Is civil disobedience still an effective force for change, or have changes in the country - and the movement - made this type of activism obsolete?
Here in Los Angeles, and two weeks ago in Philadelphia, there were marches, protests and sometimes violent action to disrupt planned events - some of them highly organized and others scattered and chaotic. But the media coverage has been relatively light, and if the protesters' goal was to mobilize the nation behind their causes, they are sure to be disappointed.
Perhaps one of the reasons for this is the causes themselves. Jack Duvall and Peter Ackerman are the co-authors of A Force More Powerful, a book that takes a look at the nonviolent movements of the 20th century. While they admit that this new resurgence of activism has energy, they don't see much else. "Their lives are not in danger, their freedoms are not in danger and their property is not in danger," said Ackerman. "These actions are petty and will not be remembered."
Another problem is the sheer number of causes. When you go to the demonstrators, or even their Web sites, there is a veritable laundry list of grievances: They are anti-death penalty, anti-police brutality and anti-globalization; pro-choice and pro-environment; against sanctions against Iraq, and on and on.
"These people have yet to coalesce behind a leader or a specific cause," Duvall said. "A successful movement needs three things: a serious leadership, targeted issues and a plan of action. What's happening here seems to have none of these."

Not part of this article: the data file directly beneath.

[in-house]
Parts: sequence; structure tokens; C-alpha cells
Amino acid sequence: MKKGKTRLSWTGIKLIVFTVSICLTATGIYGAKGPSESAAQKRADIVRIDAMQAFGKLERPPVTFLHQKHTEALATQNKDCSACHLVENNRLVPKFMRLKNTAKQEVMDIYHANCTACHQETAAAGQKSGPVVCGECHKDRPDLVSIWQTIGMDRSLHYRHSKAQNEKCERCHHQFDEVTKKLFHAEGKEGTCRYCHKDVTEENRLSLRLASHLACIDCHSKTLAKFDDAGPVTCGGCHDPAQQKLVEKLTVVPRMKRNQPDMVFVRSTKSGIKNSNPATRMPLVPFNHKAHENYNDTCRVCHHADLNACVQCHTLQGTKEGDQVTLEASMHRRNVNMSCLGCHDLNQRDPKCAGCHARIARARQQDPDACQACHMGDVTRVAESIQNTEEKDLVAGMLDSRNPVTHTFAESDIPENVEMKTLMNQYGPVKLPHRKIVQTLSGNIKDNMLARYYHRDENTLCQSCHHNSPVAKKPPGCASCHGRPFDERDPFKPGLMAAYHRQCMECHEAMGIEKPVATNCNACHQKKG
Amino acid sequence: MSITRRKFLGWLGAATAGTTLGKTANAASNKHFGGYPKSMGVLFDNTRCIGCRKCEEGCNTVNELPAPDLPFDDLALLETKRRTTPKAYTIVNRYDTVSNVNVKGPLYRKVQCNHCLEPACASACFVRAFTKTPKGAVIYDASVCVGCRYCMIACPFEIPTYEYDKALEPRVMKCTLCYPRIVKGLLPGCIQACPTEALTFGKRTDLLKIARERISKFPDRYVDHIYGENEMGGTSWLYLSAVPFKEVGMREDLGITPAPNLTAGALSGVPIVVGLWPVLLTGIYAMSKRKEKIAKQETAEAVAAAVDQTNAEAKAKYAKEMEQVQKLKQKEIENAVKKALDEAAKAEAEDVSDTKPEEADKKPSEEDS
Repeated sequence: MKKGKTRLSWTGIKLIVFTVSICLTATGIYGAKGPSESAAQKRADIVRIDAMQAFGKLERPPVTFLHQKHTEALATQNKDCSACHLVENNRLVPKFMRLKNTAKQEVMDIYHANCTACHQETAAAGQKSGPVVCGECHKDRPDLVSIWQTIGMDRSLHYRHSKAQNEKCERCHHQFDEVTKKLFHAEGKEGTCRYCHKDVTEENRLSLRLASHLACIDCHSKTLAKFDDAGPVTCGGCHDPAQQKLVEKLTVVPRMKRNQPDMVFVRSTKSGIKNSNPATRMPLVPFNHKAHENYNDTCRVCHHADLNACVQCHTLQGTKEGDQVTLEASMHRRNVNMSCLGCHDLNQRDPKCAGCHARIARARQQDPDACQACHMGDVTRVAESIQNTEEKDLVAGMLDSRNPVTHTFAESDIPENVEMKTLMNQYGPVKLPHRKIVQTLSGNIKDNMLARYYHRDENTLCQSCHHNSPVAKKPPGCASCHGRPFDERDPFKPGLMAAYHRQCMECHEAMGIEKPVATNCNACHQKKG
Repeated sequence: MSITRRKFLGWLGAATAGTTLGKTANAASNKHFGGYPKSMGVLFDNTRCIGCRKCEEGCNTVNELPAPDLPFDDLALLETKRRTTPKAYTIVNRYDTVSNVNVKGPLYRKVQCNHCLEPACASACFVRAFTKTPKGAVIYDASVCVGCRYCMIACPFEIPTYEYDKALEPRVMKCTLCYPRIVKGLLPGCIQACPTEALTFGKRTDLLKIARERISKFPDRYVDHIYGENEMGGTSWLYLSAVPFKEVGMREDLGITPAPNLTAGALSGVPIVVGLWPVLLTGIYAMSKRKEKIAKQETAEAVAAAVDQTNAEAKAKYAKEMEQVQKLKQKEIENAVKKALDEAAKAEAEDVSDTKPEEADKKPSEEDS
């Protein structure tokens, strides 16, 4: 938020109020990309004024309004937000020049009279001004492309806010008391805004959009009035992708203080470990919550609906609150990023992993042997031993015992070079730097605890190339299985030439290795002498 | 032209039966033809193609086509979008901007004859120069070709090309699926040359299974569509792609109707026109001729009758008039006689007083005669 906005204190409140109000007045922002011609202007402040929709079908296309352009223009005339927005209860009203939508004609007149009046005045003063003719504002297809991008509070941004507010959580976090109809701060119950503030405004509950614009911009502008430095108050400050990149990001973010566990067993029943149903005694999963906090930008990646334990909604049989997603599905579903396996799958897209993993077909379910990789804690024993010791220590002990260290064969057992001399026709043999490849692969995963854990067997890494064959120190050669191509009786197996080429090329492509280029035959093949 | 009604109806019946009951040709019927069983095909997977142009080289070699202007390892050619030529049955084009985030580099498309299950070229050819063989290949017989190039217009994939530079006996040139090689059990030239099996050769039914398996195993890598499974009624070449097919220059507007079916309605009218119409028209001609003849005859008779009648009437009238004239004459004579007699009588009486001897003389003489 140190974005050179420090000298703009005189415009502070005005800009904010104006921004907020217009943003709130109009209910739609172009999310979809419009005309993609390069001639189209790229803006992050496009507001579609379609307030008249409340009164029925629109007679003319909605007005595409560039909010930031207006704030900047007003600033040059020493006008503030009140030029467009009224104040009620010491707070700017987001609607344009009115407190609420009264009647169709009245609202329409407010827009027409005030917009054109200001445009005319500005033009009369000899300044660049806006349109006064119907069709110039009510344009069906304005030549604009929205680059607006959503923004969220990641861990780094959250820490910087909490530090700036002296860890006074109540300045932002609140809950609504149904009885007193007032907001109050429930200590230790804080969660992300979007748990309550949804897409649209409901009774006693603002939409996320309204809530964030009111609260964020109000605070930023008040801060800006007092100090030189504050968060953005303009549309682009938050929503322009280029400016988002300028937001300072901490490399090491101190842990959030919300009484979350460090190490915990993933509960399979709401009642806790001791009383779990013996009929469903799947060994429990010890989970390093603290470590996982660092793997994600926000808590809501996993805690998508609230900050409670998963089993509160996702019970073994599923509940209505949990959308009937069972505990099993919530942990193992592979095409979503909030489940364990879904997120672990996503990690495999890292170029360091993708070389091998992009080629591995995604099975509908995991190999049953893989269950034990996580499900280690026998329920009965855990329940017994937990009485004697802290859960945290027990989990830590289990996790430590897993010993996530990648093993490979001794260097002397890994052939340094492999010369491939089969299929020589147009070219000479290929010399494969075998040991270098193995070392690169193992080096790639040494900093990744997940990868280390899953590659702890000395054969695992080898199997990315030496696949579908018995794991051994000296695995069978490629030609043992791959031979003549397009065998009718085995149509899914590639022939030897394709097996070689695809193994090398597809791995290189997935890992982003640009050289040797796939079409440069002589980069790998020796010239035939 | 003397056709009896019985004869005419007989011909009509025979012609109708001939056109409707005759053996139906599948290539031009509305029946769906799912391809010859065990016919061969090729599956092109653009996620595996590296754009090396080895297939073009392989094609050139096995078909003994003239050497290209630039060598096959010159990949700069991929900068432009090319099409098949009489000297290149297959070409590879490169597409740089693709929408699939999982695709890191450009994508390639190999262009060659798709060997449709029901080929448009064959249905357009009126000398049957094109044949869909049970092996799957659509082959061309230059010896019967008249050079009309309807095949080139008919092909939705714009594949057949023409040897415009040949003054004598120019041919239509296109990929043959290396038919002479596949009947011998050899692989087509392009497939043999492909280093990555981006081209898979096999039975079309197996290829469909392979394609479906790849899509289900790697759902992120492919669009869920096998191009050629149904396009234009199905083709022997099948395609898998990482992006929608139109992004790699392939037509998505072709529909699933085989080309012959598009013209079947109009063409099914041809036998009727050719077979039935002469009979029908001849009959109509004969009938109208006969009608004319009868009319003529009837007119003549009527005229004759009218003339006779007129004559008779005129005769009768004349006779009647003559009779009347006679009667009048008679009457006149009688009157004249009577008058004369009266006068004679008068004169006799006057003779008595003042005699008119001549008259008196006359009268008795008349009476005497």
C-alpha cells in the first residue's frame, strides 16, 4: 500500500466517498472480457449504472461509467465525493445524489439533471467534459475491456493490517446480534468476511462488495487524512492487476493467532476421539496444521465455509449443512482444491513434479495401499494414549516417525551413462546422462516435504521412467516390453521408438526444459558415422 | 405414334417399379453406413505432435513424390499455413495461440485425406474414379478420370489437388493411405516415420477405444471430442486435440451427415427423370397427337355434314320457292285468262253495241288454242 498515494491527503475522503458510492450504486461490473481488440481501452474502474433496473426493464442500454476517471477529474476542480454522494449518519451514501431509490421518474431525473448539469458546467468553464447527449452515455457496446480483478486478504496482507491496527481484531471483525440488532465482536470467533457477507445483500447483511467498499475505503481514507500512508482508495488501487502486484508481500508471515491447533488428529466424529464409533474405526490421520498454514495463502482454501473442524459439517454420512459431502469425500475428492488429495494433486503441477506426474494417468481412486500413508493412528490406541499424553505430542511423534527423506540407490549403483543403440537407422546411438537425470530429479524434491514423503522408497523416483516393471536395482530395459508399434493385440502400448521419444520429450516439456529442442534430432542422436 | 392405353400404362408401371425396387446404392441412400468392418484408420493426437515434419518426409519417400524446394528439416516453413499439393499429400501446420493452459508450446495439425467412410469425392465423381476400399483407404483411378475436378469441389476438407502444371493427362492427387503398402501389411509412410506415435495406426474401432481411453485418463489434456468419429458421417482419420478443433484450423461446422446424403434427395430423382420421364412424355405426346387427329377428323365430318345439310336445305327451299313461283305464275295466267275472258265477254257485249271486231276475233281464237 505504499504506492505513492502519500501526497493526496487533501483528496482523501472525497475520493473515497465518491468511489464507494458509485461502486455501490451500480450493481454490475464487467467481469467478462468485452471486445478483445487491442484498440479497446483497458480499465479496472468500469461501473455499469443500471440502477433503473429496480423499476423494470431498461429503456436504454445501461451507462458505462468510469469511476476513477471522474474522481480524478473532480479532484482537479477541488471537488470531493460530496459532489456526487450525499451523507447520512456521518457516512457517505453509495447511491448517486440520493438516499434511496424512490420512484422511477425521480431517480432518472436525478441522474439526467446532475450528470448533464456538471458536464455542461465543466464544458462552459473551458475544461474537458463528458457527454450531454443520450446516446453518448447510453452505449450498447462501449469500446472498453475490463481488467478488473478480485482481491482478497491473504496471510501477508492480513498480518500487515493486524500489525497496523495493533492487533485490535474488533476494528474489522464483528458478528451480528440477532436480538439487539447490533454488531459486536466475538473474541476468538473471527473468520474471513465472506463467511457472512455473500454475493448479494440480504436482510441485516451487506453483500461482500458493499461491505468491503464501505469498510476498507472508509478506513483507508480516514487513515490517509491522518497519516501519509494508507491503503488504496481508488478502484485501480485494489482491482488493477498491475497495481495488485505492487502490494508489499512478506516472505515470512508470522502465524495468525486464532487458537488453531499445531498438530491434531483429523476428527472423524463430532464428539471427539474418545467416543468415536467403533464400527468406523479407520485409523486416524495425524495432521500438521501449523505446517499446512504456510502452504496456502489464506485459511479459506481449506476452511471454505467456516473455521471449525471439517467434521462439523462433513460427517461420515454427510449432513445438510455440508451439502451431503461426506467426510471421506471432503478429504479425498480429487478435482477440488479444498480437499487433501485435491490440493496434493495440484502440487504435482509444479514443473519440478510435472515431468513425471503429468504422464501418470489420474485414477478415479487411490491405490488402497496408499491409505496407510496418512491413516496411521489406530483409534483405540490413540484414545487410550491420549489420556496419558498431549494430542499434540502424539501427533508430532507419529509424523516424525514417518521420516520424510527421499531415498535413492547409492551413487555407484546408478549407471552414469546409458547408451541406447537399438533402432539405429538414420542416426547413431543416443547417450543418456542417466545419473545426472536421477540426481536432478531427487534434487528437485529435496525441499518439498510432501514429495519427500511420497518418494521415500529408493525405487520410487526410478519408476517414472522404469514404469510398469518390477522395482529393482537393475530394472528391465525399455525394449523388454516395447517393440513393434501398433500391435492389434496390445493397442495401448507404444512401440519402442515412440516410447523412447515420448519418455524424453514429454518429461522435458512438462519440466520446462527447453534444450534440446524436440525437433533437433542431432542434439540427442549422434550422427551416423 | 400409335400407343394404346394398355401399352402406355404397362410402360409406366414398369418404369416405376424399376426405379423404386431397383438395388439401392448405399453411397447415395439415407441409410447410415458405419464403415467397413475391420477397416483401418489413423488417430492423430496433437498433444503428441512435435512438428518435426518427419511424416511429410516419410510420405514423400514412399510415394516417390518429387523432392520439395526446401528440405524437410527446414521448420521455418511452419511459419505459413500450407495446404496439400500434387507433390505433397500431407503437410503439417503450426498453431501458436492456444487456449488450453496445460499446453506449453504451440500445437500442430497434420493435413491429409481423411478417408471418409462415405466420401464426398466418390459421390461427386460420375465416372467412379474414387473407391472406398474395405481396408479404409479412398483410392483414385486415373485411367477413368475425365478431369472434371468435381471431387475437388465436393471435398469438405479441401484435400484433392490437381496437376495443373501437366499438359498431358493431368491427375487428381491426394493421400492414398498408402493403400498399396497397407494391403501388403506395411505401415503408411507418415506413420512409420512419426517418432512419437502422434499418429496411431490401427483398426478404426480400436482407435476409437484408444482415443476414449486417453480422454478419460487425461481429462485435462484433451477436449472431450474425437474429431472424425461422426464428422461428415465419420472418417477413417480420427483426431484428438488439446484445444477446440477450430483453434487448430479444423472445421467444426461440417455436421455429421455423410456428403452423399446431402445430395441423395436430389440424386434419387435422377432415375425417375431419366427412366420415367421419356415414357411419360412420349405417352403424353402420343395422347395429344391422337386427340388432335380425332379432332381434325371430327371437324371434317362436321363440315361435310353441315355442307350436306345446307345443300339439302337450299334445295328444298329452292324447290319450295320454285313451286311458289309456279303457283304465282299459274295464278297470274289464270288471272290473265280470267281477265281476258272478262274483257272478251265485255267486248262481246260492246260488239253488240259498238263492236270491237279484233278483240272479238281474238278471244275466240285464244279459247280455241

There are people within the movement who agree with this - to some extent. "It's an entirely different movement," said Michael Everett, a protest movement veteran who took part in the demonstrations at the 1968 Democratic convention in Chicago.
"We don't really have leaders anymore, we just have people who do more work than others," he said. But Everett sees a common denominator to many of these issues. "The underlying thing is the corporatization of public policy. People are out there now because they feel they have been shut out of the system."
Everett is impressed with the new generation of activists he saw in Seattle. He even has a couple of anarchists staying with him for the events in Los Angeles, including Frank Salerno, who said Everett is not the only person he knows who has been around the movement for a while.
"There are a lot of people like Mike here who never gave up," said Salerno, who feels the same about his presence on the streets as Everett did in the '60s. "I am ouhere because I have no option not to be."
Cheri Honkala, a veteran organizer who worked on the March for Economic Human Rights in Philadelphia, said that protest is still an effective form of communication.
"Thousands of people risked arrest to talk about poverty and homelessness," she said. "And as a result we've been contacted by members of both the Gore and Bush campaigns and look forward to talking to them after the conventions are over."
Another factor could be one of perspective. "At the time, the leaders of the civil rights movement and the people against the war in Vietnam were trashed," Honkala said.
Everett agreed. "Only in hindsight are they given any credit. I have no doubt that when people look back on this year they will see it as the beginning of something huge."
Former anti-war activist Tom Hayden thinks it's already something huge.
"Mainstream discourse has already begun to happen," said Hayden, now a California state senator, who was on his way to the March for Global Economic Justice in L.A. "In the beginning, movements are always considered suspect because they have ideas the establishment hasn't heard. I'm sure the people at the Boston Tea Party were attacked for the same reasons."